The American Republic: Its Constitution, Tendencies, and Destiny

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P. O'Shea, 1866 - Constitutional history - 439 pages
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Contents

I
xv
II
13
III
24
IV
41
V
69
VI
104
VII
136
VIII
164
IX
190
X
216
XI
242
XII
275
XIII
307
XIV
346
XV
390
Copyright

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Page 255 - ... to make rules for the government of the land and naval forces ; to provide for calling forth the militia to execute the laws of the union, suppress...
Page 255 - To borrow money on the credit of the United States; To regulate commerce with foreign nations, and among the several states, and with the Indian tribes...
Page 255 - To promote the progress of science and useful arts, by securing, for limited times, to authors and inventors the exclusive right to their respective writings and discoveries...
Page 266 - The Constitution, it is true, as it stood prior to the recent amendments, specifies, in terms, only a few of the personal privileges and immunities of citizens, but they are very comprehensive in their character. The states were merely prohibited from passing bills of attainder, ex post facto laws, laws impairing the obligation of contracts, and perhaps one or two more.
Page 227 - Being thus derived from the same source as the constitutions of the States, it has within each State the same authority as the constitution of the State, and is as much a constitution in the strict sense of the term, within its prescribed sphere, as the constitutions of the States are within their respective spheres; but with this obvious and essential difference, that, being a compact among the States in their highest...
Page 219 - We, the people, do ordain,' &c. " The key to the mystery," he continues, " is precisely in this appellation, United States, which is not the name of the country, for its distinctive name is America, but a name expressive of its political organization. In it there are no sovereign people without States, and no States without union, or that are not united States. The term united is not part of a proper name, but is simply an adjective qualifying States, and has its full and proper sense. Hence, while...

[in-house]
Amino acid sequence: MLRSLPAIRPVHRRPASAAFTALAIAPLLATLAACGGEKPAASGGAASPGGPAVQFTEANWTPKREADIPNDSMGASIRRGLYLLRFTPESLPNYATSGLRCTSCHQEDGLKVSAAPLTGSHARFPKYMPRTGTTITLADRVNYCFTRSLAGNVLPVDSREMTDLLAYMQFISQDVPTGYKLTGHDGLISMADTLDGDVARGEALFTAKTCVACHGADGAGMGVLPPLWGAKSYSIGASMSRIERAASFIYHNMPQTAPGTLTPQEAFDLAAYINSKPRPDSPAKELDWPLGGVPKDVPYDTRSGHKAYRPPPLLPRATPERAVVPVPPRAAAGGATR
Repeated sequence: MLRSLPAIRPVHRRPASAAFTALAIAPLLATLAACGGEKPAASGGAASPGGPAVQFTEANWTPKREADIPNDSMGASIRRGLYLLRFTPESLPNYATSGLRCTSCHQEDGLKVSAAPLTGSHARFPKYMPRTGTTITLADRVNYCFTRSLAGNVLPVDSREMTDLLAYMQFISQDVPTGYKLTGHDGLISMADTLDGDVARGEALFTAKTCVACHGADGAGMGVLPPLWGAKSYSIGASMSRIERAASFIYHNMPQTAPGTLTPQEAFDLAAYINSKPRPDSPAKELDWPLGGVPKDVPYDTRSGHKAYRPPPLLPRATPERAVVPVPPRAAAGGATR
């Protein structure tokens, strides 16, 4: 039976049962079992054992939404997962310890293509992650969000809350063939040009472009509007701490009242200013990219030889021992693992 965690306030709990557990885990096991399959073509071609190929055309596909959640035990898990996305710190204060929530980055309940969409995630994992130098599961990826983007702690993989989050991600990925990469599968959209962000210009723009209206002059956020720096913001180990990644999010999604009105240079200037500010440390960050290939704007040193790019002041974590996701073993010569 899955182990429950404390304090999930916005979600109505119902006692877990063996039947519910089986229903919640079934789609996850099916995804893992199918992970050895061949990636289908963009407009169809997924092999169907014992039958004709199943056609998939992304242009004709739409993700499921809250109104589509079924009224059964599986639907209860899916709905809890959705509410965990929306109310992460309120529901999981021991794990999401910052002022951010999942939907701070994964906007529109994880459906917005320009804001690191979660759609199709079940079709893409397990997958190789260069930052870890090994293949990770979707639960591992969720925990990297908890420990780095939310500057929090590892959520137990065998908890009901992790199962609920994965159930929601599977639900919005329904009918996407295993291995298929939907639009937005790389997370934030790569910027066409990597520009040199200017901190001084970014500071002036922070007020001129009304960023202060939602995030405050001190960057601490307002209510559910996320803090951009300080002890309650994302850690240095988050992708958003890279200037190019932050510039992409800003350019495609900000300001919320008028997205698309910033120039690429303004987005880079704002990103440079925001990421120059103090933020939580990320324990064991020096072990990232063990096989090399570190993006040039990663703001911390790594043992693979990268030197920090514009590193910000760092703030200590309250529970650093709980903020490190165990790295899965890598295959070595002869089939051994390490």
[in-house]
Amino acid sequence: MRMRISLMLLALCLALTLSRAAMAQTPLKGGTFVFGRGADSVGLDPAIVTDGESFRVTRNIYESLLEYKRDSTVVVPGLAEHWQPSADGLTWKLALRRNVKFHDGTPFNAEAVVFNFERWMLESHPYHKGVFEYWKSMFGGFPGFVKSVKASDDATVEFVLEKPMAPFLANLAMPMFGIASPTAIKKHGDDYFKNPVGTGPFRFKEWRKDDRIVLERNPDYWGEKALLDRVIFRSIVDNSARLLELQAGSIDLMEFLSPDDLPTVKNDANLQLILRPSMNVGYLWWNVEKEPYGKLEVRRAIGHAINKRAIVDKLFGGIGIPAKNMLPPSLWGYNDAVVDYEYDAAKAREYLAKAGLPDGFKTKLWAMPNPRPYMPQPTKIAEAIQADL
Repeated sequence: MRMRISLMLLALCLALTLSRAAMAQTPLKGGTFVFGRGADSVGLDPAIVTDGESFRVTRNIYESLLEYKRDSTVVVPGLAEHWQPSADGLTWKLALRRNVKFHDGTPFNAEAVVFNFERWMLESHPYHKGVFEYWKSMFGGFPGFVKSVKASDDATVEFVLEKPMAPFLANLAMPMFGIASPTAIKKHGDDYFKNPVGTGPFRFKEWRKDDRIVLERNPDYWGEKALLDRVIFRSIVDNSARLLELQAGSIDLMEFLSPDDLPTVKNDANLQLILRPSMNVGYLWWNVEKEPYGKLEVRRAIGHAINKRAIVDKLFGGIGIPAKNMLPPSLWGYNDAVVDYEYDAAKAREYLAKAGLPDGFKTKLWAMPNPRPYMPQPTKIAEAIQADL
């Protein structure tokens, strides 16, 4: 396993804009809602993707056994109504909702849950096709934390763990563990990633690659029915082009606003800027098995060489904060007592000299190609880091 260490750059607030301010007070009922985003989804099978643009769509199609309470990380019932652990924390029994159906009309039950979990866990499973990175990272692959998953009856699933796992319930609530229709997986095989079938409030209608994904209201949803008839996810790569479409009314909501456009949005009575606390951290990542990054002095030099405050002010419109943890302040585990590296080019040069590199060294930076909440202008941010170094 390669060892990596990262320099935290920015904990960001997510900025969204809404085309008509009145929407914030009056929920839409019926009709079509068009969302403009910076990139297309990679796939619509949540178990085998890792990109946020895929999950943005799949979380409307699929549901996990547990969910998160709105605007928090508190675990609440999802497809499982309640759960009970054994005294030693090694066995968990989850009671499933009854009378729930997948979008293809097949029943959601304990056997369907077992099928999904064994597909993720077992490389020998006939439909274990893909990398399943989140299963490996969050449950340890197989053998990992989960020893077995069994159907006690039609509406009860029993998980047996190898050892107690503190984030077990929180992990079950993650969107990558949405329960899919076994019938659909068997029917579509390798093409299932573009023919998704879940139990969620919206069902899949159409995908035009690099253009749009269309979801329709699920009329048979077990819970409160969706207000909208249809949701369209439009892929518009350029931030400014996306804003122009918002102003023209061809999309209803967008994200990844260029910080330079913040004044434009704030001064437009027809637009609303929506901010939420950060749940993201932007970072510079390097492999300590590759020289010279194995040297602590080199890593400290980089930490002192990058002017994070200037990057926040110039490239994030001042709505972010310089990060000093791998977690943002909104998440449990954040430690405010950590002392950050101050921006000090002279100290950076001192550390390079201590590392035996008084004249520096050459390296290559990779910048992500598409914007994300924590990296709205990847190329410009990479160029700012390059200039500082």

Page 257 - ... law and equity arising under this constitution, the laws of the United States, and treaties made or to be made under their authority...
Page 400 - And yet, after all, he is not far from any one of us ; it is in him that we live, and move, and have our being; thus, some of your own poets have told us, for indeed, we are his children.
Page 160 - Clark's decision to suppress it was much blamed at the time, and as things turned out this was certainly a grave error in tactics; but it is easy to be wise after the event. The fact, however, greatly hampered him both in his cross-examination of old Fleming and in his address to the jury. Now that the cat was out of the bag, public opinion ran strongly in favour of the condemned woman's story; and the demand was urgent that its truth or falsity must be determined before she was...
Page 226 - In order to understand the true character of the Constitution of the United States, the error, not uncommon, must be avoided, of viewing it through the medium, either of a consolidated Government, or of a confederated Government, whilst it is neither the one nor the other ; but a mixture of both.

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